Andy Cooke is a 28-year-old independent graphic designer from Staffordshire with a BA in graphic design. He is also an associate lecturer at Staffordshire University for the Advertising & Brand Management award, an artist agent for the RareKind Illustration Agency and one of three directors running the Entrepreneurs Store in Stoke–on–Trent, Staffs.

Entrepreneurs is the catalyst for urban culture within Stoke–on–Trent. It exists as a platform to celebrate urban culture on as many levels as possible — from music to art, fashion and more. It sells premium, branded streetwear that’s grounded in skate, graffiti and urban pastures, as well as graffiti paint and other artist supplies. On the first floor of their building they hold exhibitions from artists of all kinds that hail from around the world, and host workshops from screen printing, sign painting, letterpress printing and more.

We caught up with Andy to find out how it all began and the process behind planning and starting up a retail store:


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Did you have other career aspirations or did you see yourself doing this all along?

“I never really had any career aspirations until really late on, when I kind of found out who I was as a person. I think it’s the same for a lot of people, even those in careers they’ve chosen still have other aspirations.

Doing something creative was always something I had in mind. I always drew things as a child and was interested in that kind of thing. Being an ‘illustrator’ or an ‘architect’ were things that I banded around at school, but being a ‘designer’ was where it kind of landed when I had to think seriously about it.

The great thing about everything I do is that I get to be a designer. I get to design, organise, talk and be around people who are designers like myself. 





How was your experience at university and what did you study?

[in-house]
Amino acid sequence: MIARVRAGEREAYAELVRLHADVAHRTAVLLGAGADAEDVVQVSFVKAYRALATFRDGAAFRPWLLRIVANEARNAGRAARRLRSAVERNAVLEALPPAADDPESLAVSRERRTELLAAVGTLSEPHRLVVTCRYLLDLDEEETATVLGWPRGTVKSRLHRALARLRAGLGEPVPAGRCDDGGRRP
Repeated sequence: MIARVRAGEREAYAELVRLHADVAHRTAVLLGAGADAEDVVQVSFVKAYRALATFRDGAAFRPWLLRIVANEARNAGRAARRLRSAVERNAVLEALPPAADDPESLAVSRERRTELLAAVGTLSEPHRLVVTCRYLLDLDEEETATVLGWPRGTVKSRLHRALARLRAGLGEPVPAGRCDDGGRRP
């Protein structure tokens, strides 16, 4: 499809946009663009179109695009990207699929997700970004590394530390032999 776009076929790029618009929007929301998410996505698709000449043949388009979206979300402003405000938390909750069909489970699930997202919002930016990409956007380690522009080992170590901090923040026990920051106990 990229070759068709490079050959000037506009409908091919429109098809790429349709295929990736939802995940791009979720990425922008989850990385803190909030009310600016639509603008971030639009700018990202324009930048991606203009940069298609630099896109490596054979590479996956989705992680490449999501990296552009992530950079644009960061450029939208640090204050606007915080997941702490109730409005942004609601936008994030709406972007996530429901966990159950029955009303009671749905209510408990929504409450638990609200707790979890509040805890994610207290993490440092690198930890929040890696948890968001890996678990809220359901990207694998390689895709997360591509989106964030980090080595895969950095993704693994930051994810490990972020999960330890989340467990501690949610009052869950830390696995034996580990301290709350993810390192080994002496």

“Moving away from home at 18 felt normal for me — I’d always moved around a lot when I was young, including a stint in Australia — so it was just another stepping stone to where I am now. I was still relatively close to my home town so it didn’t feel like I was upholding my life too much! Uni at first felt like a holiday — I was finally free from those parental constraints and for three years, I had a really great time. Probably too much of a great time, as I ended up failing and having to drop out of studying Product Design in 2007… but I’ll come on to that.

I had a great group of friends, a few of which I still see regularly to this day, and it was probably better than I ever anticipated. I didn’t know what to expect after leaving college, but that feeling of liberation is still something I covet and hope to find again someday — maybe upon my next big move, whenever that may be.”




What was the hardest thing about going to university and studying?  What did you struggle with the most?

“In terms of living on my own, dealing with being ‘an adult’ and fending for myself, I was fine. For me at first, it was the studying bit. I was never an industrious child with anything in particular, and a very, very average student in all forms of education. University from 2004–07 reflected that same attitude.

In 2007, at the end of my 2nd-second year (because I’d failed it the first time) I received the news I wasn’t to be allowed onto the third year after all. I just wasn’t good enough. That’s when I knew something had to change and that I should actually try at something for once.

It was around that time I met a gentleman named Myles Burgher who was studying graphic design. Him and I became good friends  even till this day, and the main reason why I made the switch over to graphic design. I really liked the look of the work he was doing. I’d gotten into writing graffiti by this point, and sub-consciously fallen in love with letter-forms through that, so graphic design appealed to me on quite a few levels.

It was hard to get onto the course initially because the award leader was unconvinced by my weak portfolio at the time, and recommendations from my past lecturers were sure to be unpleasant. But she took a chance on me, which I appreciated massively. Three years later in 2010, and after six years at University, I received a First Class Honours and landed a job in London before graduating.”




How did the idea of starting Entrepreneurs come about?

“Rob Fenton, one of my business partners started the NTRPRNRS collective back in 2008. Then, it was a blog platform to talk about urban culture — graffiti, design, photography, fashion, music — and it remained that way until 18 months ago. It was always Rob’s vision to turn the project into a store at some point, and in late 2013 he enlisted the help of myself and the third business partner, Tom, to make it happen.